Marine & Environmental Sciences Faculty Proceedings, Presentations, Speeches, Lectures

A Likely Offshore Refuge for an Endangered Caribbean Coral (A. cervicornis) in Honduras

Event Name/Location

34th Scientific Meeting of the Association of Marine Laboratories of the Caribbean, May 25-29, Roseau, Dominica

Presentation Date


Document Type

Conference Proceeding


B-8552-2013 F-8807-2011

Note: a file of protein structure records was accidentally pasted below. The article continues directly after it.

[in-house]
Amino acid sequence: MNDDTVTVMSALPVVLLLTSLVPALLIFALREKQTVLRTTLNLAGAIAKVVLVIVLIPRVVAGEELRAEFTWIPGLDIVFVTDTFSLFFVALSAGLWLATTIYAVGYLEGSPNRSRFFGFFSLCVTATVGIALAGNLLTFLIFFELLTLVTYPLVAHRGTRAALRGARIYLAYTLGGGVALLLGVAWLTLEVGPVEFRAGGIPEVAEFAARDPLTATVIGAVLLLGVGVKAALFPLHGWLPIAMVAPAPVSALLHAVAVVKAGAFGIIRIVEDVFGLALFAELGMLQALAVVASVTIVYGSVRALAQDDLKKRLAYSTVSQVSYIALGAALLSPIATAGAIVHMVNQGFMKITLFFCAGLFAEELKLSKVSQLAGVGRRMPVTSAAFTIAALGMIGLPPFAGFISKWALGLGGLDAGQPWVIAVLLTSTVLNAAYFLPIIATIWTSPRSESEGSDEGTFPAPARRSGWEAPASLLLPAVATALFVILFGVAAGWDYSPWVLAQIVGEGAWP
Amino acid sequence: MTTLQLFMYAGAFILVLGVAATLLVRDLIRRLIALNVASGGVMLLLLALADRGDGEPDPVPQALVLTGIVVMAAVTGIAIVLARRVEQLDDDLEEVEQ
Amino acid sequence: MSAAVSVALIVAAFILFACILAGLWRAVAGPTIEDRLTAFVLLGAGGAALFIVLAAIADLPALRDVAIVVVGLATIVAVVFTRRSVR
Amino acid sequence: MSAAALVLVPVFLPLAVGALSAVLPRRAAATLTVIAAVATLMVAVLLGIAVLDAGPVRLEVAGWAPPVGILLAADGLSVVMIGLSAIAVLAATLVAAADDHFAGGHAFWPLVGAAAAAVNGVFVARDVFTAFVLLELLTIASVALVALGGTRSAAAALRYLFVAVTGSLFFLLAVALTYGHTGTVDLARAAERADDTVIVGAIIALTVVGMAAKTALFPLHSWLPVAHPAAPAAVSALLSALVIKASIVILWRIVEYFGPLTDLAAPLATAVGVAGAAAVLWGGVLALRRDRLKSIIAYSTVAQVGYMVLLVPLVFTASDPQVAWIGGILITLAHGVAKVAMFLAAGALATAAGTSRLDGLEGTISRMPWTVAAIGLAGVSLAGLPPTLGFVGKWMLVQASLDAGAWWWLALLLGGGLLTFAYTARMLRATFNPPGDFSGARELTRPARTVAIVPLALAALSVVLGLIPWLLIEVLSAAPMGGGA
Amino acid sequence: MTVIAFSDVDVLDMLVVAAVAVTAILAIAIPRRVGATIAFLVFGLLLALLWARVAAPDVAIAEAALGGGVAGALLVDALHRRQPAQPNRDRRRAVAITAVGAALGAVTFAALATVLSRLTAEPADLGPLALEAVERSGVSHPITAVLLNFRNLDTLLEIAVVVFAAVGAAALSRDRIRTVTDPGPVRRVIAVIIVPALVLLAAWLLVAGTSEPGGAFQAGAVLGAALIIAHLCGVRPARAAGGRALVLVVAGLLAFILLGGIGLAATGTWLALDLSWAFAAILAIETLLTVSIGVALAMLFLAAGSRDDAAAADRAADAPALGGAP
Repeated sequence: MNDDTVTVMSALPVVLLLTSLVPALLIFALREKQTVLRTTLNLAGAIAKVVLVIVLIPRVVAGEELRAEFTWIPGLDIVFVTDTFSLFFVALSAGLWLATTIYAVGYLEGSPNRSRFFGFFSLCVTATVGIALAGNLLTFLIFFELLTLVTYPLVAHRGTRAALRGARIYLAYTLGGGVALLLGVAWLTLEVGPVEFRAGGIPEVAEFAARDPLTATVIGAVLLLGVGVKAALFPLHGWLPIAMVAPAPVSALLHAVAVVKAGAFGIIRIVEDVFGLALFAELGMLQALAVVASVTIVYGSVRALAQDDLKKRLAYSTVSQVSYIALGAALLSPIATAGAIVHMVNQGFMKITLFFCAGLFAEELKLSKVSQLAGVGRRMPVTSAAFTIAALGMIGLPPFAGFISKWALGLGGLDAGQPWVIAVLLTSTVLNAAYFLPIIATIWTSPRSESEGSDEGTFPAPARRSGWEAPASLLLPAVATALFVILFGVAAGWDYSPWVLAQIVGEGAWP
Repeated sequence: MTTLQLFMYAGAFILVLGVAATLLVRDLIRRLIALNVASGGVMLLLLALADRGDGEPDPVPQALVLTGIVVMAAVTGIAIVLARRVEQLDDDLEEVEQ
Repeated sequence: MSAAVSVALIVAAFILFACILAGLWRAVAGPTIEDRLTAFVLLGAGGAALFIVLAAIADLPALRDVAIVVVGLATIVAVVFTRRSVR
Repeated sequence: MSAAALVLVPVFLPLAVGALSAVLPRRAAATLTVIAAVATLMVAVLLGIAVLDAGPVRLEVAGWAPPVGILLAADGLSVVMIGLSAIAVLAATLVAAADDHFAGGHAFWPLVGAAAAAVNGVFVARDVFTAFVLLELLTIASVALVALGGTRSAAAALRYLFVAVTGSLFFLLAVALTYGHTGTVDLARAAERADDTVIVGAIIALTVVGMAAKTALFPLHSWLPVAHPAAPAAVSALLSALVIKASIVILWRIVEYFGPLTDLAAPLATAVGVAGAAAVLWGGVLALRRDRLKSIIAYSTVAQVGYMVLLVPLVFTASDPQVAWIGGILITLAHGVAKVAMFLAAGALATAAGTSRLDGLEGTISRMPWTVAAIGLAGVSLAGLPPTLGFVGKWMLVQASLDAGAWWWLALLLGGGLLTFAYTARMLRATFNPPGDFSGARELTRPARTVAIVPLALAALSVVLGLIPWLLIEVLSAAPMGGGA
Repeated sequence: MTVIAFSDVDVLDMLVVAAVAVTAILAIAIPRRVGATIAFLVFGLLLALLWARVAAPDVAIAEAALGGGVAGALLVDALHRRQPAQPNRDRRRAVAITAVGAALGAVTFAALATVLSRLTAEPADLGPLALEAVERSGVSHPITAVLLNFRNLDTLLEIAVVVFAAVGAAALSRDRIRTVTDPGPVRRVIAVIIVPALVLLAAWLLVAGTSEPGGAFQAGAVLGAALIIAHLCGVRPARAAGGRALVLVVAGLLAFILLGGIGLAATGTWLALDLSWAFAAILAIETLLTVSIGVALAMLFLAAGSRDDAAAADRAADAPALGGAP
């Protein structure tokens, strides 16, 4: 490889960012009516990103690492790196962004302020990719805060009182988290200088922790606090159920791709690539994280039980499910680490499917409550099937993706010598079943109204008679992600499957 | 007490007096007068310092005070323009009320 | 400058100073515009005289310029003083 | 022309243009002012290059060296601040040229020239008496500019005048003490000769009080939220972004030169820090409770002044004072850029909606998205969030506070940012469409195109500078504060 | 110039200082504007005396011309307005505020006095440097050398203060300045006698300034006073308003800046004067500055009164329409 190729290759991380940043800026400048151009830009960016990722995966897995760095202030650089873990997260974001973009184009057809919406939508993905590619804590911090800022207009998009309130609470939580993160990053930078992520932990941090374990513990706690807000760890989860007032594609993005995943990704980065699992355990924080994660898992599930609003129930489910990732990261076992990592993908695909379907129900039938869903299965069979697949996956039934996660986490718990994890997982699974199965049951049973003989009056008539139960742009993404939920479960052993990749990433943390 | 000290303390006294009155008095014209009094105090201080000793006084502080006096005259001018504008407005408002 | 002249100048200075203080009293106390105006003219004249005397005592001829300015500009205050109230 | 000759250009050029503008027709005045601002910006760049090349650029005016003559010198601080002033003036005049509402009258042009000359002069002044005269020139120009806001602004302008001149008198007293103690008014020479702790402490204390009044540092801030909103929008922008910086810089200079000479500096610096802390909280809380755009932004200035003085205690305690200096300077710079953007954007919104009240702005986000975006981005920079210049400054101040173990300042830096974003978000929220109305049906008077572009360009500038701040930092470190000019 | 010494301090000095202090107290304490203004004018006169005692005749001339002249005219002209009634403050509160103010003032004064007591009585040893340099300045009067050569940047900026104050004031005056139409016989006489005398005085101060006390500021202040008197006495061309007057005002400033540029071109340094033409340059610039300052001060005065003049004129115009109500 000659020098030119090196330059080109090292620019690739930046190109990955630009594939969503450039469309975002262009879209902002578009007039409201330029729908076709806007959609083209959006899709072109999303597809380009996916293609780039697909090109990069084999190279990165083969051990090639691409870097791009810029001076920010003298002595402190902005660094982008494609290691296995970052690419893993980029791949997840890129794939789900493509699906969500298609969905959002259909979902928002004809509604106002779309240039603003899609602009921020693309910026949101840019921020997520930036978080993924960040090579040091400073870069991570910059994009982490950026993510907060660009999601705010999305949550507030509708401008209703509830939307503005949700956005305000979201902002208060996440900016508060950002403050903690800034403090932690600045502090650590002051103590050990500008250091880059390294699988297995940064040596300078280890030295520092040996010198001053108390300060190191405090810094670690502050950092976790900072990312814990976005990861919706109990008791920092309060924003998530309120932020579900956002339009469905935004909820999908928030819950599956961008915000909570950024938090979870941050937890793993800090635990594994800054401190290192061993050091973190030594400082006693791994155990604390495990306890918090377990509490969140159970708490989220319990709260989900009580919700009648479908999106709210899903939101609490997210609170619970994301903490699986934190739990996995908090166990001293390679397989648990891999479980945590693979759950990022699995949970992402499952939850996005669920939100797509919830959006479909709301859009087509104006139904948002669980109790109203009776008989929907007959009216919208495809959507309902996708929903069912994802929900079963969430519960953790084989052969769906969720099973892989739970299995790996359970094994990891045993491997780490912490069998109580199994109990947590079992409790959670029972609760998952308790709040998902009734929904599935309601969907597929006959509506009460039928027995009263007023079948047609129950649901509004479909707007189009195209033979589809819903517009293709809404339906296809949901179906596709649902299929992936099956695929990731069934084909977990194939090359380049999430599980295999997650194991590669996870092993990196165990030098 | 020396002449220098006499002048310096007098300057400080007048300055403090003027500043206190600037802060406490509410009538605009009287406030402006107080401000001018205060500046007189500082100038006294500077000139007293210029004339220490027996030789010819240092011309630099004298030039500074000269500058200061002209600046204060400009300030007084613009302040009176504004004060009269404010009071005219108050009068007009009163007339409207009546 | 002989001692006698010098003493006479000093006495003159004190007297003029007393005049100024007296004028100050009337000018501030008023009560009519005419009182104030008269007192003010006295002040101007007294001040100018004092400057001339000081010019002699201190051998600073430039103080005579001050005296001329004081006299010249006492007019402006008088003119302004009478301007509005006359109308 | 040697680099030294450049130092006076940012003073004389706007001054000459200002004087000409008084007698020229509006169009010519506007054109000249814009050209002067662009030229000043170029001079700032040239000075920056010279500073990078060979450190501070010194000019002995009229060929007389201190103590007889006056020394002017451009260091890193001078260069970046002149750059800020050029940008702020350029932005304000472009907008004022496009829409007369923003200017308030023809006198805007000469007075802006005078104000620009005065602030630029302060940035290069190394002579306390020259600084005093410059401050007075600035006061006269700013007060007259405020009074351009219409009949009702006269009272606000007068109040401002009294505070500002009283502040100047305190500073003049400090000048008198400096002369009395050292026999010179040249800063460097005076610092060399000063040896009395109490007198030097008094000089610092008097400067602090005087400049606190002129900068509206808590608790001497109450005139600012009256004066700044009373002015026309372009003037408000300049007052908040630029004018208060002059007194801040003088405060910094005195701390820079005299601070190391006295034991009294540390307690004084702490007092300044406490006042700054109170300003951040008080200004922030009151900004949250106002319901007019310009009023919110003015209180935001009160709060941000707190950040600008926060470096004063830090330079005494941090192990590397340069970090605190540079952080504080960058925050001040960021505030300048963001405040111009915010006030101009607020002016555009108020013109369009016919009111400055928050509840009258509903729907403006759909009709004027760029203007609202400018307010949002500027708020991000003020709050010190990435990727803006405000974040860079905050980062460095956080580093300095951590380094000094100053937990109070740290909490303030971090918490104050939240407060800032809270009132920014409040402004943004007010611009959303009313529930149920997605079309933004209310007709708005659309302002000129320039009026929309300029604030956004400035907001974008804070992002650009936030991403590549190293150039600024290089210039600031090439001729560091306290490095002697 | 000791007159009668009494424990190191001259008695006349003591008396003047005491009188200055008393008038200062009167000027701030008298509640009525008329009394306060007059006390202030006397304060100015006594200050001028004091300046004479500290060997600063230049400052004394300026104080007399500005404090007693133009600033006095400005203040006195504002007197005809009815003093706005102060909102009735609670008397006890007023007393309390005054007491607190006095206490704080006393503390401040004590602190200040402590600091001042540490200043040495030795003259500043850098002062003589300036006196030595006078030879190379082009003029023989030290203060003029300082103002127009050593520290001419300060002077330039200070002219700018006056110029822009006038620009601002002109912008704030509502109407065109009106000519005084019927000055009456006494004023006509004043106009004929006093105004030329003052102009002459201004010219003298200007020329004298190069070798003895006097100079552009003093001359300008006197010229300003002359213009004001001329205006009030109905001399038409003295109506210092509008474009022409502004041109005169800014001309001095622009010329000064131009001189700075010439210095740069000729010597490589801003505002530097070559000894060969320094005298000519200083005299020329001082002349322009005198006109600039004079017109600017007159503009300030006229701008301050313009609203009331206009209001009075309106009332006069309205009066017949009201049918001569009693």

Large-scale impacts on coral reefs due to global climatic change are projected to increase dramatically. Also suitability of many areas for reef growth is decreasing leading to the search for particular settings that might serve as refugia and maintain strong coral populations. We examine this hypothesis in Honduras. Dense coral thickets containing high numbers of endangered coral Acropora cervicornis occur on offshore banks but are rare on the fringing reef on nearby Roatan. Geomorphological setting and community dynamics were evaluated and monitored from 1996-2005. A model of population dynamics was developed to test assumptions derived from monitoring. Coral cover on the fringing reef declined in 1998 from >30% to <20%, but the banks maintained areas of very dense coral cover (32% cover by A. cervicornis on the banks but <1% on the fringing reef). Bathymetry from satellite images showed the banks to be well-separated from the fringing reef, making asexual connectivity between banks and fringing reef impossible but protecting the banks from direct land-runoff during storms. Exposure to SE tradewinds also causes good flushing. Only four A. cervicornis recruits were recorded on the fringing reef over six years. Run-off associated with hurricanes caused greater mortality than did bleaching in 1998 and 2005 on the fringing reef, but not on the banks. Since 1870, our analysis suggests that corals on the banks may have been favored during 17 run-off events associated with tropical depressions and storms and potentially also during 5 bleaching events, but this is more uncertain. Our model suggest that under this disturbance regime, the banks will indeed maintain higher coral populations than the fringing reef and supports the assumption that offshore banks could serve as refugia with the capacity to subsidize depleted mainland populations.


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